Impatiens psittacina

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Impatiens psittacina
Hooker's illustration
Conservation status
Protected[1]
Scientific classification
Kingdom: Plantae
(unranked): Angiosperms
(unranked): Eudicots
(unranked): Asterids
Order: Ericales
Family: Balsaminaceae
Genus: Impatiens
Species: I. psittacina
Binomial name
Impatiens psittacina
Hook.f.

Impatiens psittacina, known variously as the "parrot flower" or "parrot balsam" is a species of balsam from Southeast Asia that was described by the botanist Joseph Dalton Hooker and was noted for its flower that resemble a "flying cockatoo". It is known from Thailand, Burma and parts of India.[2]

History[edit]

A balsam, Impatiens psittacina, or parrot flower, is a very rare impatiens species discovered in the Shan States of Upper Burma by A.H. Hildebrand, a British official. Seeds of it were presented to the Royal Gardens (Kew) in 1899 and it flowered in 1900 and a description was published in 1901 by Joseph Dalton Hooker.[3]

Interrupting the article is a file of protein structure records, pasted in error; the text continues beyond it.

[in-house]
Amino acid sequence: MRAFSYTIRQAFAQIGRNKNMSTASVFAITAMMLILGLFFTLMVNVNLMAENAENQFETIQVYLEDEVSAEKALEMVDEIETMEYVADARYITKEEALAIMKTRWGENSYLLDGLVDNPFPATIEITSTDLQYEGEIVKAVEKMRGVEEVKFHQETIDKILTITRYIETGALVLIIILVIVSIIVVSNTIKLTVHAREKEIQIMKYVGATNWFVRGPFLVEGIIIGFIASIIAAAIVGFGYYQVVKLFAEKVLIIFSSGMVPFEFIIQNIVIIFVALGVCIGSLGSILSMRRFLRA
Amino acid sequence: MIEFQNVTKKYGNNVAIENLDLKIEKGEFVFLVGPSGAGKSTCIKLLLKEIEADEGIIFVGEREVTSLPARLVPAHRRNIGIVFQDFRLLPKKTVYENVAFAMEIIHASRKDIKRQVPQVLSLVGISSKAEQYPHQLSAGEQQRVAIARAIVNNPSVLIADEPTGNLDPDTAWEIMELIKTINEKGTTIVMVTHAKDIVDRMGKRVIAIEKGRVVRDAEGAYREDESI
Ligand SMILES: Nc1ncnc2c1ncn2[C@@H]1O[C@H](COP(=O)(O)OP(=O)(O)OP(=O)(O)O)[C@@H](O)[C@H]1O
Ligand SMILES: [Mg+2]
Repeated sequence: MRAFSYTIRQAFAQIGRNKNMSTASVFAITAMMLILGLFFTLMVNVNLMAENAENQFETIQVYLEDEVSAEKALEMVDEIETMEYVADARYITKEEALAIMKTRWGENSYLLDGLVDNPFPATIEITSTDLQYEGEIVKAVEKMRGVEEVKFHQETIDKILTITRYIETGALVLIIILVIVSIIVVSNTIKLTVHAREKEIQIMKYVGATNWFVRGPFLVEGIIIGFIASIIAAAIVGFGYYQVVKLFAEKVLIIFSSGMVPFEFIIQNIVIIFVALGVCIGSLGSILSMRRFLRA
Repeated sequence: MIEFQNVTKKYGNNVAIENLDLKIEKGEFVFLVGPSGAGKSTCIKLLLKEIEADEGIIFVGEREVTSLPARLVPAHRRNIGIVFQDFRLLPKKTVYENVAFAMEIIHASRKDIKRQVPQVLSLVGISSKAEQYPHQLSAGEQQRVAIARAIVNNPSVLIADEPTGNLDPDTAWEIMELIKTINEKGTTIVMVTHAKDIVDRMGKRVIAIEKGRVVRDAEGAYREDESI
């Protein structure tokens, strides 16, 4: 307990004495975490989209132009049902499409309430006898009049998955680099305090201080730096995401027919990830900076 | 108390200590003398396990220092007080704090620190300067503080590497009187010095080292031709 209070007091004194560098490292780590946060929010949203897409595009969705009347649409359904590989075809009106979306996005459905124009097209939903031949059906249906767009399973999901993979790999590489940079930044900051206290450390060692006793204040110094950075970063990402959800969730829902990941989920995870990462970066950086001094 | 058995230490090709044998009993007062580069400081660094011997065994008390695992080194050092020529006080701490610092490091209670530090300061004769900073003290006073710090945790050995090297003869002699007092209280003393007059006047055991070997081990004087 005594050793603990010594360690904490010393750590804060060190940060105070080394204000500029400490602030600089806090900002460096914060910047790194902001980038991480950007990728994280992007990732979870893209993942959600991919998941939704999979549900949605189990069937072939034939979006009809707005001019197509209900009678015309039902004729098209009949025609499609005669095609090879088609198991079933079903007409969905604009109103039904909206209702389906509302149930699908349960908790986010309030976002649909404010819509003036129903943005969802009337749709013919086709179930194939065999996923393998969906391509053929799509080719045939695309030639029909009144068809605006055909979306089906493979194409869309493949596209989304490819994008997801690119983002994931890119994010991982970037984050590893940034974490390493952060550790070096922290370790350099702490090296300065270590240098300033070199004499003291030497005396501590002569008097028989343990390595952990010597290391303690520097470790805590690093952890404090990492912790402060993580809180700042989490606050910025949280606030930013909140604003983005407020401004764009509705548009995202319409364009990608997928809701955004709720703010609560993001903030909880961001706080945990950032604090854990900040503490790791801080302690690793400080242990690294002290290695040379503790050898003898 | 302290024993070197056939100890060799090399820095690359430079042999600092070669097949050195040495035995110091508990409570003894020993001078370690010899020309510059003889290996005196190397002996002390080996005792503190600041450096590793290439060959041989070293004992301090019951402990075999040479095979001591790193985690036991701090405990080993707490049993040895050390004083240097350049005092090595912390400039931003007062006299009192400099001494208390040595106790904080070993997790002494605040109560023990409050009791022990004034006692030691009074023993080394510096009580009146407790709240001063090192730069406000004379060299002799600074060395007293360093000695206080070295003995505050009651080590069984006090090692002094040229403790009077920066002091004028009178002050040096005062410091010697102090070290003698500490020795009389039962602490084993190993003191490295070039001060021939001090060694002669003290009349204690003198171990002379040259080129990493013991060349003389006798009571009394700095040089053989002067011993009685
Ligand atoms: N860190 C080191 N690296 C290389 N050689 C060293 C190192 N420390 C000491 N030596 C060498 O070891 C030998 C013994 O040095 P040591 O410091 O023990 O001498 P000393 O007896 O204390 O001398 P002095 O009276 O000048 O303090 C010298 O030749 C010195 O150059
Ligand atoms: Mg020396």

The specimen in Kew did not set seed but the capsules are said not to explode and disperse seeds as in many Impatiens.

The species grows in the wild in a small region of north Thailand (near Chiang Mai), Burma, and in the north-east Indian state of Manipur. It is called the parrot flower because its flower bears a resemblance to a parrot in flight when viewed from the side.

Description[edit]

The plant is erect and branches profusely and grows compactly to a height of about half a metre. Like other Impatiens species it has thick stems, the leaves have a serrulate margin. The flower is light purple and carmine red. The lateral sepals are orbicular and light green. The lower sepal is bulbous and narrows into a hooked spur tipped in carmine. The dorsal petal is orbicular and hooded while the lateral united petals are long.[2]

This species of Impatiens is known in Thai as "Dork Nok Khaew" which translates to "Flower Bird Parrot".[citation needed]

References[edit]

  1. ^ "Parrot Flower". Snopes. Retrieved 8 June 2013. 
  2. ^ a b Morgan, P. Raymond (2007). Impatiens: the vibrant world of Busy Lizzies, Balsams, and Touch-me-nots. Timber Press. p. 205. ISBN 0881928526. 
  3. ^ Hooker, JD (1901) Impatiens psittacina : Native of Burma TAB: 7809. Curtis Botanical Magazine 127

External links[edit]